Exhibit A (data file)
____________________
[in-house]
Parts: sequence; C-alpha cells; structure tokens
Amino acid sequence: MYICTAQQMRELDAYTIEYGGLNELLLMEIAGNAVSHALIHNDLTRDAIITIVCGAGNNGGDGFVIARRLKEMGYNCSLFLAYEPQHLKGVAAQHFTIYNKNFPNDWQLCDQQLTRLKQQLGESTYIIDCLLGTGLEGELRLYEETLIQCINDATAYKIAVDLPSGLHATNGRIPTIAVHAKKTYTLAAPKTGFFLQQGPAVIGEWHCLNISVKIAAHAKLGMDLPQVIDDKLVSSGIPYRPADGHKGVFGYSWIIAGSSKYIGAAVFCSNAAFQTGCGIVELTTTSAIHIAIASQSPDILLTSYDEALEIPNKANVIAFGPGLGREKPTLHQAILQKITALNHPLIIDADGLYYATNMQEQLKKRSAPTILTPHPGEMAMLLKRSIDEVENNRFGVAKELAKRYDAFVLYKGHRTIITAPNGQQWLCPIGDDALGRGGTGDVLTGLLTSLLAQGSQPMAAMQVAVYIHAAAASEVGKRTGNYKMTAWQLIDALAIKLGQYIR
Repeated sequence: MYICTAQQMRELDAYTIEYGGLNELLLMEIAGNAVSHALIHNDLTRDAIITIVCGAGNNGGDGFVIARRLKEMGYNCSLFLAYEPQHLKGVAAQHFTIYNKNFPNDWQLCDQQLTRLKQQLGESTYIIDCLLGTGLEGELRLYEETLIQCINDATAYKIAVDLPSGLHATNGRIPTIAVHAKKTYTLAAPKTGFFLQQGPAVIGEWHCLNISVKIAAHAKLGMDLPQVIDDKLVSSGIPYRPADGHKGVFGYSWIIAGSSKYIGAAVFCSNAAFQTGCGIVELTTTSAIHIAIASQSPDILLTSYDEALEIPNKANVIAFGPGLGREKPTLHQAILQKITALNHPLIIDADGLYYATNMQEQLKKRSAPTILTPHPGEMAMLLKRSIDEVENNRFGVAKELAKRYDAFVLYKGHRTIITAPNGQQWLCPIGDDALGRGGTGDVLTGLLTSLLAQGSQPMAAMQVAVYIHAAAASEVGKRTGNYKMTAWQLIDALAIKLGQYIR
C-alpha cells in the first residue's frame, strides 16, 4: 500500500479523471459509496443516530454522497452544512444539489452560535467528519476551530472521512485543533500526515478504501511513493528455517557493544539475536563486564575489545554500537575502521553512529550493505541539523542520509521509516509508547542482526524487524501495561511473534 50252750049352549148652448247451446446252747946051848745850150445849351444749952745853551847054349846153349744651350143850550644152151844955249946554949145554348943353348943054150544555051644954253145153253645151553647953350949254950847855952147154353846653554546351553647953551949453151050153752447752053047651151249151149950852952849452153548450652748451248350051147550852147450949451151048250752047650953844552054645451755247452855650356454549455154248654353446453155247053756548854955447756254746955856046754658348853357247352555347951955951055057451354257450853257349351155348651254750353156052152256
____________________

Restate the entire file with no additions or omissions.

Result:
[in-house]
Parts: sequence; C-alpha cells; structure tokens
Amino acid sequence: MYICTAQQMRELDAYTIEYGGLNELLLMEIAGNAVSHALIHNDLTRDAIITIVCGAGNNGGDGFVIARRLKEMGYNCSLFLAYEPQHLKGVAAQHFTIYNKNFPNDWQLCDQQLTRLKQQLGESTYIIDCLLGTGLEGELRLYEETLIQCINDATAYKIAVDLPSGLHATNGRIPTIAVHAKKTYTLAAPKTGFFLQQGPAVIGEWHCLNISVKIAAHAKLGMDLPQVIDDKLVSSGIPYRPADGHKGVFGYSWIIAGSSKYIGAAVFCSNAAFQTGCGIVELTTTSAIHIAIASQSPDILLTSYDEALEIPNKANVIAFGPGLGREKPTLHQAILQKITALNHPLIIDADGLYYATNMQEQLKKRSAPTILTPHPGEMAMLLKRSIDEVENNRFGVAKELAKRYDAFVLYKGHRTIITAPNGQQWLCPIGDDALGRGGTGDVLTGLLTSLLAQGSQPMAAMQVAVYIHAAAASEVGKRTGNYKMTAWQLIDALAIKLGQYIR
Repeated sequence: MYICTAQQMRELDAYTIEYGGLNELLLMEIAGNAVSHALIHNDLTRDAIITIVCGAGNNGGDGFVIARRLKEMGYNCSLFLAYEPQHLKGVAAQHFTIYNKNFPNDWQLCDQQLTRLKQQLGESTYIIDCLLGTGLEGELRLYEETLIQCINDATAYKIAVDLPSGLHATNGRIPTIAVHAKKTYTLAAPKTGFFLQQGPAVIGEWHCLNISVKIAAHAKLGMDLPQVIDDKLVSSGIPYRPADGHKGVFGYSWIIAGSSKYIGAAVFCSNAAFQTGCGIVELTTTSAIHIAIASQSPDILLTSYDEALEIPNKANVIAFGPGLGREKPTLHQAILQKITALNHPLIIDADGLYYATNMQEQLKKRSAPTILTPHPGEMAMLLKRSIDEVENNRFGVAKELAKRYDAFVLYKGHRTIITAPNGQQWLCPIGDDALGRGGTGDVLTGLLTSLLAQGSQPMAAMQVAVYIHAAAASEVGKRTGNYKMTAWQLIDALAIKLGQYIR
C-alpha cells in the first residue's frame, strides 16, 4: 500500500479523471459509496443516530454522497452544512444539489452560535467528519476551530472521512485543533500526515478504501511513493528455517557493544539475536563486564575489545554500537575502521553512529550493505541539523542520509521509516509508547542482526524487524501495561511473534 50252750049352549148652448247451446446252747946051848745850150445849351444749952745853551847054349846153349744651350143850550644152151844955249946554949145554348943353348943054150544555051644954253145153253645151553647953350949254950847855952147154353846653554546351553647953551949453151050153752447752053047651151249151149950852952849452153548450652748451248350051147550852147450949451151048250752047650953844552054645451755247452855650356454549455154248654353446453155247053756548854955447756254746955856046754658348853357247352555347951955951055057451354257450853257349351155348651254750353156052152256